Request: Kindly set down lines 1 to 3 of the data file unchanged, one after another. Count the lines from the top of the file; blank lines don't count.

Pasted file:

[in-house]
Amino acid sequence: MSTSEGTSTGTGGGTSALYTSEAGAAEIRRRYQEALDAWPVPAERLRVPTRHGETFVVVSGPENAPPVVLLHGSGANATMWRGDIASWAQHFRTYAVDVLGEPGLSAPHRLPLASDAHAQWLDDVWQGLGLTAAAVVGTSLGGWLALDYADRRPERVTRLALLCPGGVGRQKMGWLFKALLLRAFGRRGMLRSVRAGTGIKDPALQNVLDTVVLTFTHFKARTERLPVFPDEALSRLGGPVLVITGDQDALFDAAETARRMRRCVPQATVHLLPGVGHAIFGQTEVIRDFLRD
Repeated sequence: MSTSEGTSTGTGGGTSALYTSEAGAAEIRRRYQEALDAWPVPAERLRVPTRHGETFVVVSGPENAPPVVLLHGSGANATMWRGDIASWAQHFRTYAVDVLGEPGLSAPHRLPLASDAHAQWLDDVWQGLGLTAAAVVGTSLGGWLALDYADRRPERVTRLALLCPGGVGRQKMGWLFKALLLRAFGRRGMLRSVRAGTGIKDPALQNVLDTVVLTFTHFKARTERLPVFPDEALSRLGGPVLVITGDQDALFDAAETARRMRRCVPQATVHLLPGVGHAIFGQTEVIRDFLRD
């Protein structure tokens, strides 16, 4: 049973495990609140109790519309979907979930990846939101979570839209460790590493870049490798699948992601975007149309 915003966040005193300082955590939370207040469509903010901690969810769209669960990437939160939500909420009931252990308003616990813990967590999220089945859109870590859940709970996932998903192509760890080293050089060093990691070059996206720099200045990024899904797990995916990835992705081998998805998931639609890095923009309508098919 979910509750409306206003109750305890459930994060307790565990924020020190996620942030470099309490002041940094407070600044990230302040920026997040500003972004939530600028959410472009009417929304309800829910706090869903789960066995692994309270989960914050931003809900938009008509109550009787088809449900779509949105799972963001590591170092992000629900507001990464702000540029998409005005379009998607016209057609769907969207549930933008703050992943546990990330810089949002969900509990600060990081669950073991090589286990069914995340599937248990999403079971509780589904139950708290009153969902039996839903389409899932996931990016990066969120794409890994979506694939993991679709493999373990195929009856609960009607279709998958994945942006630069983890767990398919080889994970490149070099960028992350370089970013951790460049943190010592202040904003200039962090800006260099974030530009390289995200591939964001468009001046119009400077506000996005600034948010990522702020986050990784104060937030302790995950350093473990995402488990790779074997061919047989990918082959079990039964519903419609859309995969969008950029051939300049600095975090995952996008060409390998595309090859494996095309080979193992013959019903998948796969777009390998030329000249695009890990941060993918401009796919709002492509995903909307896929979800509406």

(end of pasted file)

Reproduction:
[in-house]
Amino acid sequence: MSTSEGTSTGTGGGTSALYTSEAGAAEIRRRYQEALDAWPVPAERLRVPTRHGETFVVVSGPENAPPVVLLHGSGANATMWRGDIASWAQHFRTYAVDVLGEPGLSAPHRLPLASDAHAQWLDDVWQGLGLTAAAVVGTSLGGWLALDYADRRPERVTRLALLCPGGVGRQKMGWLFKALLLRAFGRRGMLRSVRAGTGIKDPALQNVLDTVVLTFTHFKARTERLPVFPDEALSRLGGPVLVITGDQDALFDAAETARRMRRCVPQATVHLLPGVGHAIFGQTEVIRDFLRD
Repeated sequence: MSTSEGTSTGTGGGTSALYTSEAGAAEIRRRYQEALDAWPVPAERLRVPTRHGETFVVVSGPENAPPVVLLHGSGANATMWRGDIASWAQHFRTYAVDVLGEPGLSAPHRLPLASDAHAQWLDDVWQGLGLTAAAVVGTSLGGWLALDYADRRPERVTRLALLCPGGVGRQKMGWLFKALLLRAFGRRGMLRSVRAGTGIKDPALQNVLDTVVLTFTHFKARTERLPVFPDEALSRLGGPVLVITGDQDALFDAAETARRMRRCVPQATVHLLPGVGHAIFGQTEVIRDFLRD